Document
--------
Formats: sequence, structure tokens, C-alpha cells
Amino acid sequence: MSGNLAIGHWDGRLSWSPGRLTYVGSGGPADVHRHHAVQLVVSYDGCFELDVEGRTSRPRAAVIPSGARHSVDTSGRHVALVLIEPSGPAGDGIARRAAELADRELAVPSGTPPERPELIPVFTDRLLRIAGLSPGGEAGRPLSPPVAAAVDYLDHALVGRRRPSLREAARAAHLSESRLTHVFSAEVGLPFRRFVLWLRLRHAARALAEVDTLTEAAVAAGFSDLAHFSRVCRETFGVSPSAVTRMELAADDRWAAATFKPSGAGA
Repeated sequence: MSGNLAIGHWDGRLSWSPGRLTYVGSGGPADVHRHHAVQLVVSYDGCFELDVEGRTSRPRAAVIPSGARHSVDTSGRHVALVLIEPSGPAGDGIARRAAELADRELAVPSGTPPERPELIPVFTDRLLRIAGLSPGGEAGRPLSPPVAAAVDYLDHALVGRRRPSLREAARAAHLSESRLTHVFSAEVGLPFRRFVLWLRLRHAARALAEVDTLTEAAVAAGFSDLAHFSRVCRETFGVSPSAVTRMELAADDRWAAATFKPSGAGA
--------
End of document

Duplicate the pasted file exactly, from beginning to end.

Formats: sequence, structure tokens, C-alpha cells
Amino acid sequence: MSGNLAIGHWDGRLSWSPGRLTYVGSGGPADVHRHHAVQLVVSYDGCFELDVEGRTSRPRAAVIPSGARHSVDTSGRHVALVLIEPSGPAGDGIARRAAELADRELAVPSGTPPERPELIPVFTDRLLRIAGLSPGGEAGRPLSPPVAAAVDYLDHALVGRRRPSLREAARAAHLSESRLTHVFSAEVGLPFRRFVLWLRLRHAARALAEVDTLTEAAVAAGFSDLAHFSRVCRETFGVSPSAVTRMELAADDRWAAATFKPSGAGA
Repeated sequence: MSGNLAIGHWDGRLSWSPGRLTYVGSGGPADVHRHHAVQLVVSYDGCFELDVEGRTSRPRAAVIPSGARHSVDTSGRHVALVLIEPSGPAGDGIARRAAELADRELAVPSGTPPERPELIPVFTDRLLRIAGLSPGGEAGRPLSPPVAAAVDYLDHALVGRRRPSLREAARAAHLSESRLTHVFSAEVGLPFRRFVLWLRLRHAARALAEVDTLTEAAVAAGFSDLAHFSRVCRETFGVSPSAVTRMELAADDRWAAATFKPSGAGA